I play a lot of festivals where there are many acts, all with different requirements, with pretty quick changeovers between them. I’ve noticed that some people cope easily with this, and others (both venues, engineers, crew and performers) don’t! My top tip to make life easy is keep it simple!
OK, not everyone is like me. Not everyone is a solo act using one microphone (however, I have fallen foul of engineers insisting that my mic isn’t suitable for the stage, or that I should ‘plug in like everyone else), but keeping things simple is definitely the way forward.
Now before anyone leaps on me, let me be clear. If you use particular gear as part of your sound, then yes, you need to use it, and no, you shouldn’t be bullied into not using it, but, I urge you to think carefully about whether you really need it, especially for a very short festival set when you have 5 minutes to get on and start playing.
I like to think of things in terms of ‘my problem’ and ‘someone else’s problem’. Everything the ‘other side’ of the microphone and/ or DI boxes IS NOT MY PROBLEM. That is stuff that belongs to and is operated by the venue. Everything my side of that IS MY PROBLEM. And of course, the more stuff there is, the more difficult it is to find out what’s not working when it goes wrong. The simplest setup can be fraught with problems. I used to have a uke with a pickup, into a preamp, then into the house DI. When the awful moment arrives (no sound, puzzled looking soundman saying “Nah, not getting anything mate”) I don’t know whether it’s my problem or theirs, and if it’s mine, is it the pickup? The cable to the preamp? The preamp? The battery in the preamp? The other cable to the DI? That’s a lot of stuff to check. A lot of unplugging and plugging in, scrabbling around on the stage and shrugging. In front of an audience. With 30 seconds left until it starts encroaching on your stage time.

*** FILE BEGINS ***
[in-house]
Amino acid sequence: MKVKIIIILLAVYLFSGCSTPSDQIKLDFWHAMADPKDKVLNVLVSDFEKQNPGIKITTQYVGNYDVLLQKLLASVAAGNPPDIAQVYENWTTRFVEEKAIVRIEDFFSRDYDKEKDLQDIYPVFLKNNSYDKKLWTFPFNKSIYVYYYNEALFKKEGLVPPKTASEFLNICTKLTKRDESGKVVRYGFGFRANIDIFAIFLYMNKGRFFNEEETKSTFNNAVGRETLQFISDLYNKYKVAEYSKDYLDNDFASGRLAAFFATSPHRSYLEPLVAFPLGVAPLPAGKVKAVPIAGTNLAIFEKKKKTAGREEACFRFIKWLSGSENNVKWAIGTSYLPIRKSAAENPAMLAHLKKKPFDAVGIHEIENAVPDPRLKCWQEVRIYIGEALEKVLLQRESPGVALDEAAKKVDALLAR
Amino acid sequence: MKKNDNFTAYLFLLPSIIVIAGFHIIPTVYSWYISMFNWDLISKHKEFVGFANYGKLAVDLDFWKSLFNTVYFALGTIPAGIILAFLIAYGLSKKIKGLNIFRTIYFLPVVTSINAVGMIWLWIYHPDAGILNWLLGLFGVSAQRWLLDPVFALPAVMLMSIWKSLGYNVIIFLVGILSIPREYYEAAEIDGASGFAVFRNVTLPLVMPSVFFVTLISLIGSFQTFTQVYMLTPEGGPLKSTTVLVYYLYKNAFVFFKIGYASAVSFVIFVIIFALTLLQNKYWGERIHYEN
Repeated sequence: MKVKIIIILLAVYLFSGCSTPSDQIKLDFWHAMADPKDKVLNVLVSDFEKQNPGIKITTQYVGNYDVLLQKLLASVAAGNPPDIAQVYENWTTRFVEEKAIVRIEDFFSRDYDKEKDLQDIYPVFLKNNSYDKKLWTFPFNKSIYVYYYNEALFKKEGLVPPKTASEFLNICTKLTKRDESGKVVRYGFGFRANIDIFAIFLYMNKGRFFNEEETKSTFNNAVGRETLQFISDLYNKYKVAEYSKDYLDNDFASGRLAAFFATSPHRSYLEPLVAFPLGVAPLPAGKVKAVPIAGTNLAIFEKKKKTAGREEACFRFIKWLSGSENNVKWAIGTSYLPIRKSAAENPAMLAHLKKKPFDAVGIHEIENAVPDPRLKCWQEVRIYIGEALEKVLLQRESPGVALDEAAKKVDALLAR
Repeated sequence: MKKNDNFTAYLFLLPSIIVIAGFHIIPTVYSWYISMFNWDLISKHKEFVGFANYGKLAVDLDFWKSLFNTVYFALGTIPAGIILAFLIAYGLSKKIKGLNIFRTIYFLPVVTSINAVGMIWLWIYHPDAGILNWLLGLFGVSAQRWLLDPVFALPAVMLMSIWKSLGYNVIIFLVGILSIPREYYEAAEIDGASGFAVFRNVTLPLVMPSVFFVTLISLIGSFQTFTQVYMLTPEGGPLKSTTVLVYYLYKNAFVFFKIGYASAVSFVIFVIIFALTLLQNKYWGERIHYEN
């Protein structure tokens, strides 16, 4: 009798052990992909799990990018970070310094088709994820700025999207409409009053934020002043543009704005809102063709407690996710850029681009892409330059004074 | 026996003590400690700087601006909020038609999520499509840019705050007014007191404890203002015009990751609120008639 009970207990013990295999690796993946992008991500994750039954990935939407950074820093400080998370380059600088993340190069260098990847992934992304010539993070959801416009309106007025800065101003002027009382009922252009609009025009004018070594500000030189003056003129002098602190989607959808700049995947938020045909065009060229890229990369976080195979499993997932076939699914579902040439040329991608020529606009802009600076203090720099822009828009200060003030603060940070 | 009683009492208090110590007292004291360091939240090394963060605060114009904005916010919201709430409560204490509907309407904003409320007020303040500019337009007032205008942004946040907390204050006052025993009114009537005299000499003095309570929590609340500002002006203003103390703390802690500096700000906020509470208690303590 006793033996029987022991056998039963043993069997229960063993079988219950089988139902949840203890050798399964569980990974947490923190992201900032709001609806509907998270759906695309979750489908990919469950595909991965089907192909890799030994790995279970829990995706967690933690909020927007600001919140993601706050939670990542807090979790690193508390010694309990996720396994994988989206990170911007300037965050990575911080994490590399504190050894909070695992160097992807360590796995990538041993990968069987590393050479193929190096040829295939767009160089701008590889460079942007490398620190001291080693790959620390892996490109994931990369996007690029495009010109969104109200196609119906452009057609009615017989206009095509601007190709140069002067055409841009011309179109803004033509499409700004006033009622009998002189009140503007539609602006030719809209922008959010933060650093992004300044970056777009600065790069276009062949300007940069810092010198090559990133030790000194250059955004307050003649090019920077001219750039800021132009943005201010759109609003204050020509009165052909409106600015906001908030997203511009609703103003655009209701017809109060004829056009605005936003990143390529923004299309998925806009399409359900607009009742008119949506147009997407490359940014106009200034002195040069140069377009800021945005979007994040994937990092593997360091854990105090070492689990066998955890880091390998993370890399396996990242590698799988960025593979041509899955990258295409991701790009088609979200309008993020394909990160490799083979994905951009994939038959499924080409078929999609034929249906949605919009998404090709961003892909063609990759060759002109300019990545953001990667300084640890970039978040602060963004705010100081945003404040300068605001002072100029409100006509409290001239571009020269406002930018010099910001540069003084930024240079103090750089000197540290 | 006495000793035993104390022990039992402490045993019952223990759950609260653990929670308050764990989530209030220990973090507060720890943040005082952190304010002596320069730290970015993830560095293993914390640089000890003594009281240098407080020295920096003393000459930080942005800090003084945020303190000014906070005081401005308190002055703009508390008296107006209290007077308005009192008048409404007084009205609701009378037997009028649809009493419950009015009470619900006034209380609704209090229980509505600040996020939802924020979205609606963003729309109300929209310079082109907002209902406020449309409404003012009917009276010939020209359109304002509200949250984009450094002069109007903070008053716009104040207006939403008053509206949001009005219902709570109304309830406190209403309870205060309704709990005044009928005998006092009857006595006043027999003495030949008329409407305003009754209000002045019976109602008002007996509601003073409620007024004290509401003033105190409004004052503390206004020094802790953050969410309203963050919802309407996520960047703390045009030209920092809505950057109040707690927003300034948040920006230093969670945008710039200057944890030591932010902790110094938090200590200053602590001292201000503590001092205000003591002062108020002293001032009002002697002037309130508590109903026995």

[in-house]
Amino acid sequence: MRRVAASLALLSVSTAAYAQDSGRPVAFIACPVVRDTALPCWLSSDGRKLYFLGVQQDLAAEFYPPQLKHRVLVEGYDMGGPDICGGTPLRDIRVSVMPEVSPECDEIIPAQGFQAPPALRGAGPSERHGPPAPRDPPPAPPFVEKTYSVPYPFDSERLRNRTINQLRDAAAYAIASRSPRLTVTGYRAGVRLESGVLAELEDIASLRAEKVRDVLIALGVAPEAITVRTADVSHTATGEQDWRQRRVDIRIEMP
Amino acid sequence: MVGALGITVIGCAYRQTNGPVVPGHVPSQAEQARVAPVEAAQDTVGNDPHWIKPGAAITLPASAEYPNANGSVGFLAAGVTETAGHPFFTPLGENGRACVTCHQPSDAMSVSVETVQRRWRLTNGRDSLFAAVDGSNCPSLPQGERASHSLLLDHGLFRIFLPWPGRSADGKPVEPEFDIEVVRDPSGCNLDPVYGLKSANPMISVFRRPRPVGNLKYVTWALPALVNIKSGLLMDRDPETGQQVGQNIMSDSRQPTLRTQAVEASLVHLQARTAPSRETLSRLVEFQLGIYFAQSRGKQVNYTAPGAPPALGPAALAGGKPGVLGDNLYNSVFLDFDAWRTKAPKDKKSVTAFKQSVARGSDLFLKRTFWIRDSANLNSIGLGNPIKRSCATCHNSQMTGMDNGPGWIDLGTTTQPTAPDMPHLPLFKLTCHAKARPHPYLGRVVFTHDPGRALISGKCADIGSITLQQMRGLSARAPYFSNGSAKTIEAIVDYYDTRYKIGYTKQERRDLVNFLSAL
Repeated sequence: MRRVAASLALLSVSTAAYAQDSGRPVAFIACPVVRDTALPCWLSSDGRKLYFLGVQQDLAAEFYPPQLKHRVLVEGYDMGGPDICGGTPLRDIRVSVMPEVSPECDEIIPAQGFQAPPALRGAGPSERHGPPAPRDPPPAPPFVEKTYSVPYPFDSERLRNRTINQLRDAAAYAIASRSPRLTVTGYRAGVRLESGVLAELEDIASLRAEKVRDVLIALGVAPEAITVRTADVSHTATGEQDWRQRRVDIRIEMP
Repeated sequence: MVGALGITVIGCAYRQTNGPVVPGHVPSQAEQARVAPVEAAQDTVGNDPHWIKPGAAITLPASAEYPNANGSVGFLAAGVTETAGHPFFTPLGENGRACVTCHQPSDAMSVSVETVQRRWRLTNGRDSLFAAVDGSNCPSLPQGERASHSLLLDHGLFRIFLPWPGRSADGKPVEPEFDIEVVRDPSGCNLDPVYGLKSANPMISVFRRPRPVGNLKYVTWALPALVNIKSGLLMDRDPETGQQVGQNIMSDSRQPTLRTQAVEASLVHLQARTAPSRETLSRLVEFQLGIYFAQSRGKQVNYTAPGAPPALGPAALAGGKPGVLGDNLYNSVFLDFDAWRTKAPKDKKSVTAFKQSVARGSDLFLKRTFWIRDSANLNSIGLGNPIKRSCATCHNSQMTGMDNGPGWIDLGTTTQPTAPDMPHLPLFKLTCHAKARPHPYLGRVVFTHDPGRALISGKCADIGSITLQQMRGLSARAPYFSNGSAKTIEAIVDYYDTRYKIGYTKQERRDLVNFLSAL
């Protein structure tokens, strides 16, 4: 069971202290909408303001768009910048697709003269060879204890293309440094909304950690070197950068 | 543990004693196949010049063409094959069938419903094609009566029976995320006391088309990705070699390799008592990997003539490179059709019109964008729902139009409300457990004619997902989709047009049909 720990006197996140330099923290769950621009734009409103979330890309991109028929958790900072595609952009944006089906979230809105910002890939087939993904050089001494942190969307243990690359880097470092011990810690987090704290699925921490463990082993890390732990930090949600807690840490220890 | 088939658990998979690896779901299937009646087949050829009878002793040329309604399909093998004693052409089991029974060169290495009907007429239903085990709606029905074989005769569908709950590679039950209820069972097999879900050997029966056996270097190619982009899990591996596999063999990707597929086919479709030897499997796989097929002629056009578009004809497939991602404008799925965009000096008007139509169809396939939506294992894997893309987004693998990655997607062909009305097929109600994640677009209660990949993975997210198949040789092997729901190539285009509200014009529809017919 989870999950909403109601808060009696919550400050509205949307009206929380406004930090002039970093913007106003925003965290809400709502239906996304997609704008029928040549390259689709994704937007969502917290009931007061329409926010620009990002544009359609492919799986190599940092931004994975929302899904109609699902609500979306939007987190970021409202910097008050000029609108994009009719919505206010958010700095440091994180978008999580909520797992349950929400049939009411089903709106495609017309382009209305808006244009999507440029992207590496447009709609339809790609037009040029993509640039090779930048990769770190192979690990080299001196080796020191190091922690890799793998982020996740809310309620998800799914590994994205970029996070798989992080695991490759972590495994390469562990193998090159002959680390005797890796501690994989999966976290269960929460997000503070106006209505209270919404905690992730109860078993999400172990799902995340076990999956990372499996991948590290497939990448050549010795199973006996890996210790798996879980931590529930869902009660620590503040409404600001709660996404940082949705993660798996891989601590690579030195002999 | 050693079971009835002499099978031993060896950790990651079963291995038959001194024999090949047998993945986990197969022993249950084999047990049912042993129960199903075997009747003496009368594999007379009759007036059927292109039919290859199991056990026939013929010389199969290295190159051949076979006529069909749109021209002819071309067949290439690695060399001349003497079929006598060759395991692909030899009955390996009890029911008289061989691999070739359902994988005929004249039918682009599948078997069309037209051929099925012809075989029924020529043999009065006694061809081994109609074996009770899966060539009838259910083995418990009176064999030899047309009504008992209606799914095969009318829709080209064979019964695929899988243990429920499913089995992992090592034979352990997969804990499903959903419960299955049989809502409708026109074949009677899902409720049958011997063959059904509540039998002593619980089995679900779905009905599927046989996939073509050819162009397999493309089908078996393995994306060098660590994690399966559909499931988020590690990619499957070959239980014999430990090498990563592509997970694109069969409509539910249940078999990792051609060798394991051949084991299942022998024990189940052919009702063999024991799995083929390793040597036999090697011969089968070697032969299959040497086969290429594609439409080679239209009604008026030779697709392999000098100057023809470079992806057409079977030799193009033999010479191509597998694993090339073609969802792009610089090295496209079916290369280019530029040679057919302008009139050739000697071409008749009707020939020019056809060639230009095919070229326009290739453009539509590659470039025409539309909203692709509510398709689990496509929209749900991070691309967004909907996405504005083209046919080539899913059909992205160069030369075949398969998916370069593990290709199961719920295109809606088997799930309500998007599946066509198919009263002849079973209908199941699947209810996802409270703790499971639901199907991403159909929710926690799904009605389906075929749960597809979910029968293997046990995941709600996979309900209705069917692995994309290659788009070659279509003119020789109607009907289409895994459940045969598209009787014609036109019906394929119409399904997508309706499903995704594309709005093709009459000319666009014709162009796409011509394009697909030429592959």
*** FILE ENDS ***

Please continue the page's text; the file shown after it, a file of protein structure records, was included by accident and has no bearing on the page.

Now, add a pedal board (and remember 5 pedals is actually 9 more things to go wrong, the 5 pedals plus the four extra leads you need to connect them to each other!), and maybe an amp. Multiply it by one, two, maybe three other performers in your band with similar setups. Now of course, any venue worth it’s salt would have checked the requirements beforehand and arranged to get most of that gear onto the stage, plugged in, checked, and ready to go. Of course, you checked all your cables and batteries at home, too, right? But still Sod’s law applies: if something can go wrong, it will go wrong. The less stuff you have to go wrong, the easier your life will be, the more relaxed you’ll be, you’ll spend less time tweaking things in between songs, and the better your performance will be.
Use a loop pedal? Make sure that if it fails you can still perform, even if it means changing your set on the fly. In fact, if you’re on for 20 minutes, and you only use the looper on a couple of songs in your set, consider leaving the pedal at home and writing a set list that doesn’t include those songs! You might think that all of the gear is what makes you sound like you, but the truth is that it only makes that exact sound on the stage, for you to hear. By the time it’s gone through the desk and out of the front of house speakers, that delicately set EQ and reverb on you pedalboard or amp will be meaningless as far as the audience is concerned.
If the crew at a festival start asking “Do you really need to use that?”, it’s not necessarily because they are lazy, but because they can forsee that it might be an issue. Be honest with yourself, and if you can lose a piece of equipment, do!